This move is clearly in line with where Twitter’s been going for some time. However, it may not be where users want Twitter to go. Twitter’s strength is its simplicity, and building on that by trying to be a more media-focused platform may be too much for users.

Read more on Twitter’s plans at Variety.

Twitter Introduces Keyword Targeting

Twitter’s adding to the options marketers have in targeting users. New to the list is real-time keyword targeting. Advertisers can monitor keywords in user tweets and tweets users have engaged with. They can then launch ads to those users and target by location, device and gender.

Twitter provides a couple examples. A travel brand targeting newlyweds discussing honeymoon plans or bakeries targeting people tweeting about being hungry for an afternoon snack.

This new targeting puts Twitter squarely in the world of targeting user intent, similar to what Google does with search ads. Twitter becomes more of a direct response vehicle, delivering a relevant ad when a user expresses interest in seeing that ad. The challenge for Twitter will be to not alienate users who may feel the ads are intrusive and even creepy.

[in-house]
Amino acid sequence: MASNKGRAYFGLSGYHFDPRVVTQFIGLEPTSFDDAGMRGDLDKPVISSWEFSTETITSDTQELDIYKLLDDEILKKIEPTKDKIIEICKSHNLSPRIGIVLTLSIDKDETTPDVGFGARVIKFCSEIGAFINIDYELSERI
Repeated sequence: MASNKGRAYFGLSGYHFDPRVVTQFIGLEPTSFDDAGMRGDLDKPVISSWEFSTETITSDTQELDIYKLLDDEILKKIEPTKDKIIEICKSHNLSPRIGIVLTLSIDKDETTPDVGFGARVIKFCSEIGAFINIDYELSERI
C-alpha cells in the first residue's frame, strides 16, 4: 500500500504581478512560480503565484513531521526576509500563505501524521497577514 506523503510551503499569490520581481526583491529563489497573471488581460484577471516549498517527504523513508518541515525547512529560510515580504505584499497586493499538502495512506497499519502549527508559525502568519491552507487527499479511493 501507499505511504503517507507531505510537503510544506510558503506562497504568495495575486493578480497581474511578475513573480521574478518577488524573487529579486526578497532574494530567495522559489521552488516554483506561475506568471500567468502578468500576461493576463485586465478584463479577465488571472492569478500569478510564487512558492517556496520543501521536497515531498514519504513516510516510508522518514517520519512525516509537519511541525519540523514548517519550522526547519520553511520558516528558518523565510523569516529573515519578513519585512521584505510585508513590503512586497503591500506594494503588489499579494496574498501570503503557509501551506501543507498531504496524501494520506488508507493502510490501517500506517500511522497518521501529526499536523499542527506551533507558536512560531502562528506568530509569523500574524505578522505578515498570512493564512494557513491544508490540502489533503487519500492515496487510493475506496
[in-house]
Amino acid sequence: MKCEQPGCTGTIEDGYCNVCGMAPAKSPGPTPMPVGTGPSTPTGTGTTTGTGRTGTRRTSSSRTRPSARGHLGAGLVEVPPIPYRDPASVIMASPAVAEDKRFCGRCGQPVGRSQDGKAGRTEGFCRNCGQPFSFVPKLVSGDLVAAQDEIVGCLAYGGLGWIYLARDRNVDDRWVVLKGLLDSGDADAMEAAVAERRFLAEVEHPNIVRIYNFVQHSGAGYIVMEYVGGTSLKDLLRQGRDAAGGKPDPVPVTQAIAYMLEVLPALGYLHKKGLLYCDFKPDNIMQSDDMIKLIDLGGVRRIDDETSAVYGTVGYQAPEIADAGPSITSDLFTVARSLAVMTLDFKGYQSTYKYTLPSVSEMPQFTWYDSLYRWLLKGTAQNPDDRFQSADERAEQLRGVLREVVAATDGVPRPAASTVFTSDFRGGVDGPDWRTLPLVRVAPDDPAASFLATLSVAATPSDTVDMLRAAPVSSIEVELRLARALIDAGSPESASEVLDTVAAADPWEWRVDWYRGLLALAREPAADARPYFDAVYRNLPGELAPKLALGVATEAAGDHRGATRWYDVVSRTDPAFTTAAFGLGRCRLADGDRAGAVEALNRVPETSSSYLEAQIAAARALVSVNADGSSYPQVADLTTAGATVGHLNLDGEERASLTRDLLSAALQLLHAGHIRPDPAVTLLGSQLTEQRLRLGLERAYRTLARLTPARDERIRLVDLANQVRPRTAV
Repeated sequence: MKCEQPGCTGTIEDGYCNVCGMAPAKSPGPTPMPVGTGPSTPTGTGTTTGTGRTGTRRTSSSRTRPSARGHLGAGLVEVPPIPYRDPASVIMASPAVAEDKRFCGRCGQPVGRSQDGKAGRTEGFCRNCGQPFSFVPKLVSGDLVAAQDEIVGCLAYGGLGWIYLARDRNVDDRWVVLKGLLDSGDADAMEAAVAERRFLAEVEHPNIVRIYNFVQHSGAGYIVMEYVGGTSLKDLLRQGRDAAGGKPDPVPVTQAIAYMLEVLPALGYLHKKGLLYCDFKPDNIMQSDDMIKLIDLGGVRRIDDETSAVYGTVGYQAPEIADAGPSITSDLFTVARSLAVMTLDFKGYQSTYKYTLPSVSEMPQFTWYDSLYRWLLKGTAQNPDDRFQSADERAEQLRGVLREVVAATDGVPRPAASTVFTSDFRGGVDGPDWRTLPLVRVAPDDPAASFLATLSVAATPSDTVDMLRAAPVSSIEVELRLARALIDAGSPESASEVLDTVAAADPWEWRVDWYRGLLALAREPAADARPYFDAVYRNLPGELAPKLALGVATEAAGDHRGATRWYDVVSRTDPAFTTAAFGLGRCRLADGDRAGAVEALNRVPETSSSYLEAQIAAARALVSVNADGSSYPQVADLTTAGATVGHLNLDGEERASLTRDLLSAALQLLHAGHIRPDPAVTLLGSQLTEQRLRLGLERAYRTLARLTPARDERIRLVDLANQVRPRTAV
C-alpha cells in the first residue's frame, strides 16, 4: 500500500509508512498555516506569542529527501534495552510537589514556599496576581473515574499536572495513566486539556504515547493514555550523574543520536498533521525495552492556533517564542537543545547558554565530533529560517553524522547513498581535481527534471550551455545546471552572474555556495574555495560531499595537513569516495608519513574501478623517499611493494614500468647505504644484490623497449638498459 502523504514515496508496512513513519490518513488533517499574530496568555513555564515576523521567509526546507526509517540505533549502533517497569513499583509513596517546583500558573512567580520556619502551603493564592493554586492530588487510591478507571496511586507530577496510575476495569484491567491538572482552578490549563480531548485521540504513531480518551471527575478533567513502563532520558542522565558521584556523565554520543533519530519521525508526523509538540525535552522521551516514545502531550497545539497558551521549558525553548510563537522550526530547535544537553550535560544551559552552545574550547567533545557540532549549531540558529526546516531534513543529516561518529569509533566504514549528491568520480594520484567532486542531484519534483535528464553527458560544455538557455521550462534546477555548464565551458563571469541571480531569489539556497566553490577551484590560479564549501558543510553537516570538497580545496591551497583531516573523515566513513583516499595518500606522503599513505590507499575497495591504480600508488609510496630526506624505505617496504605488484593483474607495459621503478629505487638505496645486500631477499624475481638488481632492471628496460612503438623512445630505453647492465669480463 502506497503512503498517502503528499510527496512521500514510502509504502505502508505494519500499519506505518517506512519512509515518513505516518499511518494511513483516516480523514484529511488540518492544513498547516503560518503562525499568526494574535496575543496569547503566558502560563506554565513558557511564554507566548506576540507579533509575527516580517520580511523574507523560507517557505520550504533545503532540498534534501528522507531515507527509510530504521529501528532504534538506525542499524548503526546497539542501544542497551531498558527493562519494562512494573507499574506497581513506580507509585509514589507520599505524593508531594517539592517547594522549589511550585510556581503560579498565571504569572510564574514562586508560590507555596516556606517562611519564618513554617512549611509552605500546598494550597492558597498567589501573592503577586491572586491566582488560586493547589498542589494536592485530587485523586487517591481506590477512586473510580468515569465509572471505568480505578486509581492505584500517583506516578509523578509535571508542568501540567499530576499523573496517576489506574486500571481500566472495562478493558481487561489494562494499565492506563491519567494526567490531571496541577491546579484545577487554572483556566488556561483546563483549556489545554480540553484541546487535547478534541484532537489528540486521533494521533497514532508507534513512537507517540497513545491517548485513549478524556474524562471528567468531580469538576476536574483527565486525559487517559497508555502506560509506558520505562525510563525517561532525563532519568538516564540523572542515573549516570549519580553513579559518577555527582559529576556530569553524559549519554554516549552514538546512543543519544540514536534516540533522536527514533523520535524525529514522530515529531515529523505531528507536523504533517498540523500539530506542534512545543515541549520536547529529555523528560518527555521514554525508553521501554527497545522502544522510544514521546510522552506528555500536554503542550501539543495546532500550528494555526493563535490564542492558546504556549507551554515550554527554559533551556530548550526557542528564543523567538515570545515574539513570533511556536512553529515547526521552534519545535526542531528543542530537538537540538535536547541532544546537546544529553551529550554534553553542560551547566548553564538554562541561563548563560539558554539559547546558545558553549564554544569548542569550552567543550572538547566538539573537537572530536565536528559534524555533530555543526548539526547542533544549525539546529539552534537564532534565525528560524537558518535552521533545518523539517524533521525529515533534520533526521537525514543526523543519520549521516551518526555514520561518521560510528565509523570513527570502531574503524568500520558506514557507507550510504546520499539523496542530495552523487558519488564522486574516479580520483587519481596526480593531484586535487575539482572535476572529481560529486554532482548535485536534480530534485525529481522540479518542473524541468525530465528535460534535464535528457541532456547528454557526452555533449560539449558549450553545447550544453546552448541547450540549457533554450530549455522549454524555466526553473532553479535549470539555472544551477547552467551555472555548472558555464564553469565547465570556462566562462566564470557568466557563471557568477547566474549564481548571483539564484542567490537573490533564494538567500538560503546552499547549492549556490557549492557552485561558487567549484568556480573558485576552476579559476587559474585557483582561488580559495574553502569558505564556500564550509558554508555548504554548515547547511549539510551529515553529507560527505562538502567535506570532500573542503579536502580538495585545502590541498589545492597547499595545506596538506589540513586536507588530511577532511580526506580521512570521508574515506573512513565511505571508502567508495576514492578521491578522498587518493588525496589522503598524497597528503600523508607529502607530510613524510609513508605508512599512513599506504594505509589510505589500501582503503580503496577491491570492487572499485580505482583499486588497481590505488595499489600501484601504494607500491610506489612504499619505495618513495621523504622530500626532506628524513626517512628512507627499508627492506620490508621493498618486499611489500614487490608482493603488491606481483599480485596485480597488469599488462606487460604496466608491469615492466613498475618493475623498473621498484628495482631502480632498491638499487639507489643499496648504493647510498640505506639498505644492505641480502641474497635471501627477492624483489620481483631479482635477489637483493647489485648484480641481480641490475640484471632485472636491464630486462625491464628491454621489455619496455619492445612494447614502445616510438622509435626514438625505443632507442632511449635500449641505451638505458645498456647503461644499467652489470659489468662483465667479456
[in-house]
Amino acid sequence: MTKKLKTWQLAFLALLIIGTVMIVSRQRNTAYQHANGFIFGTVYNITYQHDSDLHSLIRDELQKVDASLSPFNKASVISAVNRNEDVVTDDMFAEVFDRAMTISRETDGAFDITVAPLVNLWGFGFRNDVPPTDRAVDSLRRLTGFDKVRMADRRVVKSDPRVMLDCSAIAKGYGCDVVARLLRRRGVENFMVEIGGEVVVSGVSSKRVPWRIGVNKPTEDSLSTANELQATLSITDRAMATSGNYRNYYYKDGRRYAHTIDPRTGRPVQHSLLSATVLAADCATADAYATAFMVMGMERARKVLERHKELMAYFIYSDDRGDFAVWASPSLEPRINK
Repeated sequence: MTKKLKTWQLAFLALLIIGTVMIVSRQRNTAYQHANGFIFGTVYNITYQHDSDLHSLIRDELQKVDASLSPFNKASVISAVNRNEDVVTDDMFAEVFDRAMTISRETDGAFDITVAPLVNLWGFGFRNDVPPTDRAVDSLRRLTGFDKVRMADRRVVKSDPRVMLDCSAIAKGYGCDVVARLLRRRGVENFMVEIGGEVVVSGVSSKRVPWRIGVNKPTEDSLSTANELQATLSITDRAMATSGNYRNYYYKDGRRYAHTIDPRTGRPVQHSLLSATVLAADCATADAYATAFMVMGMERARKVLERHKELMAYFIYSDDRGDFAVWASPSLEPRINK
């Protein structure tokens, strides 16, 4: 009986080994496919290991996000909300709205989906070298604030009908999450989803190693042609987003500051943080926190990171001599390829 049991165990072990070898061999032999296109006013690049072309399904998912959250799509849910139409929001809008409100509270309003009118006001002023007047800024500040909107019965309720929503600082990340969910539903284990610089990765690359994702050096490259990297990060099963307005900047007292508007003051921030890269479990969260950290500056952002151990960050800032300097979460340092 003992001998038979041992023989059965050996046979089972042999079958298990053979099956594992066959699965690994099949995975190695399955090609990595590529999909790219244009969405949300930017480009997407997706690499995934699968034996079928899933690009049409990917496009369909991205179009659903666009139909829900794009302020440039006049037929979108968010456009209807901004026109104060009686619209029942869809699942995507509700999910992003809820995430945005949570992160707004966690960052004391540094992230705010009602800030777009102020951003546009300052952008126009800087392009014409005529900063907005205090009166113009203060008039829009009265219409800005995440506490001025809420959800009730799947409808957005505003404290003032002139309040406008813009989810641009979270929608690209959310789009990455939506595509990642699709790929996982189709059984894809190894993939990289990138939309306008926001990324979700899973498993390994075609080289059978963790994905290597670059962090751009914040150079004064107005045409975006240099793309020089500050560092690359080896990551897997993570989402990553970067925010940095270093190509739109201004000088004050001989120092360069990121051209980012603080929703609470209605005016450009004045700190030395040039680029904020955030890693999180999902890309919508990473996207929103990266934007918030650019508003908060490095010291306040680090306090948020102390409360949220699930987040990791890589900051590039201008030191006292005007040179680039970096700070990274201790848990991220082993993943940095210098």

Read more at The Huffington Post.

News Quick Hits

  • Bing has added the “Pin It” button to images in its image search results, allowing users to pin images directly from search without using a bookmarklet. The feature detects and links to the original, high-resolution source of an image, so users don’t necessarily have to worry about attribution. (Read more at TechCrunch)
  • YouTube updated its iOS app to allow for live event streaming. (Read more at The Verge)
  • One of Facebook Home’s biggest features, Chat Heads, has come to iOS devices. The update allows users to see bubbles on their screen of friends’ avatars who sent a message. Essentially, it’s a push notification customized based on who sent a message. Chat Heads can be moved around, deleted or tapped to open up a chat. Unlike with Facebook Home, Chat Heads only appear when using the Facebook app. Users can now also send stickers to each other, and the iPad has an updated News Feed layout with bigger photos that is more in-line with Facebook’s desktop version. (Read more at TechLand)
  • LinkedIn has updated its mobile apps, and the update will come with a small test of ads in user streams. The update is exponentially more visual with an emphasis on photos. The update also includes an emphasis on who is sharing versus the content itself in the news feed, larger and expandable profile photos, and improved navigation. (Read more at Mashable)
  • Yahoo released two new apps. The first is a Weather app, which features full-screen photos of cities near a users’ location in the current type of weather. The images are pulled from Flickr. The second app is for email, and it lays out email in a magazine-like interface allowing users to flip through emails, similar to Flipboard. (Read more at PCWorld)